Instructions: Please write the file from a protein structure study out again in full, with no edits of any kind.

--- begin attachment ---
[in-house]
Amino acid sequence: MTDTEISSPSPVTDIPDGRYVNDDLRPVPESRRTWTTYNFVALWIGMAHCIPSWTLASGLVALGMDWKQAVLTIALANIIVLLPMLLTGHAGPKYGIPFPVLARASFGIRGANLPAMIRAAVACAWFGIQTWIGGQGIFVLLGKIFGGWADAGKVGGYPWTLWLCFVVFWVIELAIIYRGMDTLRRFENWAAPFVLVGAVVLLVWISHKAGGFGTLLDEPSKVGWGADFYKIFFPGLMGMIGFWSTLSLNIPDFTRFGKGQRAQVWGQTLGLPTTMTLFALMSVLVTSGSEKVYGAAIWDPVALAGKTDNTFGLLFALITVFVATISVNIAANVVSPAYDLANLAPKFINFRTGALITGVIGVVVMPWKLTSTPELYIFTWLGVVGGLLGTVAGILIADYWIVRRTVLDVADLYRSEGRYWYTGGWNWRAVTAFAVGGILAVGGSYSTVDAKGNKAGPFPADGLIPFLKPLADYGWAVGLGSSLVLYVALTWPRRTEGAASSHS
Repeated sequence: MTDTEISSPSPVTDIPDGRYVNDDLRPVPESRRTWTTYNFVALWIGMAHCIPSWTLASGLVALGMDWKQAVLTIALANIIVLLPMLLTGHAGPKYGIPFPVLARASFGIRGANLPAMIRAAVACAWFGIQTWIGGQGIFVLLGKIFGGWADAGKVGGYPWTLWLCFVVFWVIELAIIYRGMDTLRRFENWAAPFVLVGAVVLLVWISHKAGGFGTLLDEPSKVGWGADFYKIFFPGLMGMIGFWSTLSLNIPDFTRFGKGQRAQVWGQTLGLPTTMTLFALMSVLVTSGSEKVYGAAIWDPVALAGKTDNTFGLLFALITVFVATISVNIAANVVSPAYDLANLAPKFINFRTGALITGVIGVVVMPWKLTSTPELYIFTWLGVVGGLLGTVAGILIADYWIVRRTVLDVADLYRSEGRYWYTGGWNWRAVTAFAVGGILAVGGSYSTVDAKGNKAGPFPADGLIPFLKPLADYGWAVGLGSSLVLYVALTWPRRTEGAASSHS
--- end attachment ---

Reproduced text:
[in-house]
Amino acid sequence: MTDTEISSPSPVTDIPDGRYVNDDLRPVPESRRTWTTYNFVALWIGMAHCIPSWTLASGLVALGMDWKQAVLTIALANIIVLLPMLLTGHAGPKYGIPFPVLARASFGIRGANLPAMIRAAVACAWFGIQTWIGGQGIFVLLGKIFGGWADAGKVGGYPWTLWLCFVVFWVIELAIIYRGMDTLRRFENWAAPFVLVGAVVLLVWISHKAGGFGTLLDEPSKVGWGADFYKIFFPGLMGMIGFWSTLSLNIPDFTRFGKGQRAQVWGQTLGLPTTMTLFALMSVLVTSGSEKVYGAAIWDPVALAGKTDNTFGLLFALITVFVATISVNIAANVVSPAYDLANLAPKFINFRTGALITGVIGVVVMPWKLTSTPELYIFTWLGVVGGLLGTVAGILIADYWIVRRTVLDVADLYRSEGRYWYTGGWNWRAVTAFAVGGILAVGGSYSTVDAKGNKAGPFPADGLIPFLKPLADYGWAVGLGSSLVLYVALTWPRRTEGAASSHS
Repeated sequence: MTDTEISSPSPVTDIPDGRYVNDDLRPVPESRRTWTTYNFVALWIGMAHCIPSWTLASGLVALGMDWKQAVLTIALANIIVLLPMLLTGHAGPKYGIPFPVLARASFGIRGANLPAMIRAAVACAWFGIQTWIGGQGIFVLLGKIFGGWADAGKVGGYPWTLWLCFVVFWVIELAIIYRGMDTLRRFENWAAPFVLVGAVVLLVWISHKAGGFGTLLDEPSKVGWGADFYKIFFPGLMGMIGFWSTLSLNIPDFTRFGKGQRAQVWGQTLGLPTTMTLFALMSVLVTSGSEKVYGAAIWDPVALAGKTDNTFGLLFALITVFVATISVNIAANVVSPAYDLANLAPKFINFRTGALITGVIGVVVMPWKLTSTPELYIFTWLGVVGGLLGTVAGILIADYWIVRRTVLDVADLYRSEGRYWYTGGWNWRAVTAFAVGGILAVGGSYSTVDAKGNKAGPFPADGLIPFLKPLADYGWAVGLGSSLVLYVALTWPRRTEGAASSHS